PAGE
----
This linear system puts pressure on resources, pollutes and degrades the natural environment and its ecosystems, and creates significant negative societal impacts at local, regional, and global scales. Although the fashion goods produced in Europe are, on the whole, of good quality and designed to last, we’re looking for ideas and innovations that will challenge and change this linear model for the better. Indeed, given the size of the fashion industry, we believe the scale of the opportunity is very large: in the EU alone, the textile and clothing sector is estimated to directly employ nearly 1.7 million people, in over 171,000 companies, with a turnover of EUR 178 million.

How does the competition fit within wider EU policy?

Of course, the competition fits into the wider context of EU policy to support a more sustainable European industry and facilitate the transition towards a low-carbon and circular economy, as set out in the European Green Deal.

Indeed, the fashion industry can play a major role and contribute in reaching climate neutrality in the second half of the twenty-first century, as agreed under the Paris Agreement. Moreover, the Fashion Industry Charter for Climate Action, promoted under the auspices of UN Climate Change, contains the vision to achieve net-zero emissions by 2050.

What is the EU already doing to tackle the issue?

Even though companies in the EU respect the highest requirements in terms of human and social rights, safety for consumers and environmental protection according to EU and national legislations, they still can play an important role to facilitate the transition to more sustainable production and services in the fashion industry. The EU and its Member States have adopted measures to reduce emissions and facilitate the transition towards a circular economy under the Circular Economy Package. Among others, these measures require that textile waste is collected separately in all Member States as of January 2025.

The integration of new technologies and new business models into traditional companies is crucial to minimise the environmental impact of the sector and increase its competitiveness. Collection, sorting, reuse, sharing, recycling and energy efficiency are important elements of the transition towards a sustainable and circular fashion industry. This transition is dependent on enabling technologies, sustainable product design and creativity-based innovation.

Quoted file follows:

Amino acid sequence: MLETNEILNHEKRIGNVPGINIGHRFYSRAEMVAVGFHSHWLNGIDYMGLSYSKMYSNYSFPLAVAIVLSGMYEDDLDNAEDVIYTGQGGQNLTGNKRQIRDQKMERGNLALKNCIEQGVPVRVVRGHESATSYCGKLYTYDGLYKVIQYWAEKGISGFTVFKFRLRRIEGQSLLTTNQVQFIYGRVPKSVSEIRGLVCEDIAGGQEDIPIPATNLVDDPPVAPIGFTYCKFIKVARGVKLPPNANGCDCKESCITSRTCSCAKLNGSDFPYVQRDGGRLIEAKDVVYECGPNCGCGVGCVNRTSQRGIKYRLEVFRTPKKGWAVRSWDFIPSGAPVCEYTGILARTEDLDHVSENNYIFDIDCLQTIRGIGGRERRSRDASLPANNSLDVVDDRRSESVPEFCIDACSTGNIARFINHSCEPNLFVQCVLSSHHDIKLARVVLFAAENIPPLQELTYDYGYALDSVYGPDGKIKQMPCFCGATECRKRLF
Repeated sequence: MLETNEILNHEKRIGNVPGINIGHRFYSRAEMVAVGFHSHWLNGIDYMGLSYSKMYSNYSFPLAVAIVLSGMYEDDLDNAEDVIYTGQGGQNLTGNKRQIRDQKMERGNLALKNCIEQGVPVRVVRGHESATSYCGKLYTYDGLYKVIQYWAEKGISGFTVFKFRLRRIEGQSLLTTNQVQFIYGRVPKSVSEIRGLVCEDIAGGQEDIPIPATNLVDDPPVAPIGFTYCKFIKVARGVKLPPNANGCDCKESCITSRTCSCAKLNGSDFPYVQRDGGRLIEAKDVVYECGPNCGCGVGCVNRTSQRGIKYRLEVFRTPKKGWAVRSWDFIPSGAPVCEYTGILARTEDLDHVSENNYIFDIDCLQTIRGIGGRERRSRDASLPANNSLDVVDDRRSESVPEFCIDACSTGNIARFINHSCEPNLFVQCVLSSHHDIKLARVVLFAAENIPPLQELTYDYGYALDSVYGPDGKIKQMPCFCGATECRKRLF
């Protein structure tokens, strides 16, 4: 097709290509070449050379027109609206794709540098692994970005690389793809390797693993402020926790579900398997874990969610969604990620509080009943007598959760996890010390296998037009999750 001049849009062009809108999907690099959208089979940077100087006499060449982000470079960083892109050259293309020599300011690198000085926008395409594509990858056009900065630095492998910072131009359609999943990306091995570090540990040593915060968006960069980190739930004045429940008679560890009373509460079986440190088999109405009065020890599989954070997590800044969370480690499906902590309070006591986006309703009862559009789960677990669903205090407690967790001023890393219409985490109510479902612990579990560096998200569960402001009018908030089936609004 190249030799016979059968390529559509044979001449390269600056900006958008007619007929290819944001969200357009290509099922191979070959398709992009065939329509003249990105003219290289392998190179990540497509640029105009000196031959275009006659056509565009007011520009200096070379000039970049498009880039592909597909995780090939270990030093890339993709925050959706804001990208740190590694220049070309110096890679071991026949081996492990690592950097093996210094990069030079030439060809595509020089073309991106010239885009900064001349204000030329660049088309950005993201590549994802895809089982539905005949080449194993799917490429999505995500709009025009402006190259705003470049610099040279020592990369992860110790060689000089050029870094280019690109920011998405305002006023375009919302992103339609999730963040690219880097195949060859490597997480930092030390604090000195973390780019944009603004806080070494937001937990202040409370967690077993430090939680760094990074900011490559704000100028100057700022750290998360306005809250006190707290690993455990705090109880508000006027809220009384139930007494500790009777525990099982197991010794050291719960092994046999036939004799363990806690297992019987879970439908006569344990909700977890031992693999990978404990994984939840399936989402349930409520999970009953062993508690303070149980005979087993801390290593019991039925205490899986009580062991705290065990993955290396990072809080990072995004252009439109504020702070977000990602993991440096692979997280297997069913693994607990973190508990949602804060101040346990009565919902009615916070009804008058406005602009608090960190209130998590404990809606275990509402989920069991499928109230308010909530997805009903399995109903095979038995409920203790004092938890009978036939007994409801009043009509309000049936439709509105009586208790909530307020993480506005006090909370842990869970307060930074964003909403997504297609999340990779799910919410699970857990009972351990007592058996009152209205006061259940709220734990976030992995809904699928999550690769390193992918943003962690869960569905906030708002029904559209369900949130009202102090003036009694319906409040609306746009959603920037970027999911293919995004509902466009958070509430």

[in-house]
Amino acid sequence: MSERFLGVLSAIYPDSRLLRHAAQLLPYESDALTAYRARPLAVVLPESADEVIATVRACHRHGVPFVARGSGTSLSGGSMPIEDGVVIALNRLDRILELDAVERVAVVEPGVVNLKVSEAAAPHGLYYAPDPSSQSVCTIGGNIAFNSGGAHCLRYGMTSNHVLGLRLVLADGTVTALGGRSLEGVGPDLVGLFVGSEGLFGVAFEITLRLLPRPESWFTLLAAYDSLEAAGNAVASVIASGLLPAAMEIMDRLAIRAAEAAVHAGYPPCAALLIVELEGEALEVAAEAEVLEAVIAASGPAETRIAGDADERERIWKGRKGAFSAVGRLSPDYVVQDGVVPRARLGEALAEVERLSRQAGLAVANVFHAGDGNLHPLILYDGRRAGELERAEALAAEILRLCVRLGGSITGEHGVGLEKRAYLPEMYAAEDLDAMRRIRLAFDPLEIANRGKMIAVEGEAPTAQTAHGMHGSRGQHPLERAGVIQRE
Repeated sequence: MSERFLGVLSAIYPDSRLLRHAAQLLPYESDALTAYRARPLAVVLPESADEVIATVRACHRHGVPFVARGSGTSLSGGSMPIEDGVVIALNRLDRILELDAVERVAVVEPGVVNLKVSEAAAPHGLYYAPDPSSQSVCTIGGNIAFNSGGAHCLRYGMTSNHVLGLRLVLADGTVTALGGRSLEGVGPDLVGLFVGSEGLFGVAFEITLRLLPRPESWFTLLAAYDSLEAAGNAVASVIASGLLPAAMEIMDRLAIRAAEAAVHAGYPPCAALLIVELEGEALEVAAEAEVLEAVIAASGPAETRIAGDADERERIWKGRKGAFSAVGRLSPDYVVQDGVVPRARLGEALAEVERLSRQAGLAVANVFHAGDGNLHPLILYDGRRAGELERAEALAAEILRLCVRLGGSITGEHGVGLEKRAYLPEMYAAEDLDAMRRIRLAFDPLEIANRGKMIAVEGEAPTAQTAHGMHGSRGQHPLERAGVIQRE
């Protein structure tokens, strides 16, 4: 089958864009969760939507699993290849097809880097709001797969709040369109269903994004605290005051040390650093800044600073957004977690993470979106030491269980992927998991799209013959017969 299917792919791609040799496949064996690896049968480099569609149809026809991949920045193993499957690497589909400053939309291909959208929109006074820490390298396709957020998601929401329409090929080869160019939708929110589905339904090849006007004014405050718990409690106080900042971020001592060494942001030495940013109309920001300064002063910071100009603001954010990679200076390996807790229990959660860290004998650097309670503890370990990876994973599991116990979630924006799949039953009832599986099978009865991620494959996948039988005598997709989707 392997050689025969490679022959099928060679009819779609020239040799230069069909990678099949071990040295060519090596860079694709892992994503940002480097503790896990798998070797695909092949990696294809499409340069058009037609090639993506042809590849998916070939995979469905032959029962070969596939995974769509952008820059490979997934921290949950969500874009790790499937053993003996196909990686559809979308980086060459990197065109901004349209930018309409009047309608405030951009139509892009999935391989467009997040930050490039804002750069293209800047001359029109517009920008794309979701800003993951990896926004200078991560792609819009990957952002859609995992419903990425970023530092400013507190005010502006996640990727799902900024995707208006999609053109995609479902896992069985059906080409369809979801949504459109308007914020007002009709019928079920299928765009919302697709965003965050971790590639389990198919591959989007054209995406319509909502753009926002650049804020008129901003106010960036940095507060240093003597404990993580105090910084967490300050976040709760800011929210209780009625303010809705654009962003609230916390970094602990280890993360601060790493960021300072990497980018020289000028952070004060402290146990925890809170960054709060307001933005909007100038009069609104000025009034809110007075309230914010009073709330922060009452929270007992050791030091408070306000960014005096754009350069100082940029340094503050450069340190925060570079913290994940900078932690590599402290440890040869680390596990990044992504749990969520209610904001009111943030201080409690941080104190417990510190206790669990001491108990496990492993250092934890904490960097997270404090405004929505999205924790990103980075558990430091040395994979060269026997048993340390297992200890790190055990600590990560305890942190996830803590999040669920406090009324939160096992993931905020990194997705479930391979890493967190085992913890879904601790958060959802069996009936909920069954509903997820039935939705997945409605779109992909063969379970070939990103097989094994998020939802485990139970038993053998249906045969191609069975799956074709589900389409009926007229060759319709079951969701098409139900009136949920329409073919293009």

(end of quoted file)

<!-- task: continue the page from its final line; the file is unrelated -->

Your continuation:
As part of its effort to transform Europe’s economy into a more sustainable one, the European Commission has implemented a number of actions targeting textile, footwear and retail, such as: 

  •     Product Environmental Footprint (PEF) and Organisation Environmental Footprint (OEF) for leather, footwear and t-shirts and retail sector
  •     The Eco-management and Audit Scheme (EMAS) for Retail trade
  •     EU Ecolabel scheme for textiles products and footwear
  •     Environmental Technology Verification (ETV)
  •     Green Public Procurement (GPP) for the textile sector
  •     European Circular Economy Stakeholder Platform

What is your hope for this year’s competition?

Both the fashion industry and civil society recognise the need to turn to a more sustainable approach in the way fashion products are produced and consumed. This is evidenced by the fact that well-known brands and retailers have started their own reflection on how to improve fashion’s environmental footprint and are setting up strategies to turn to a circular model. We want to add to the conversation and support this shift towards sustainable consumer behaviours: with the launch of the 2020 European Social Innovation Competition, we want to provide support to ideas and early-stage solutions that will help us to reimagine the fashion industry of the future.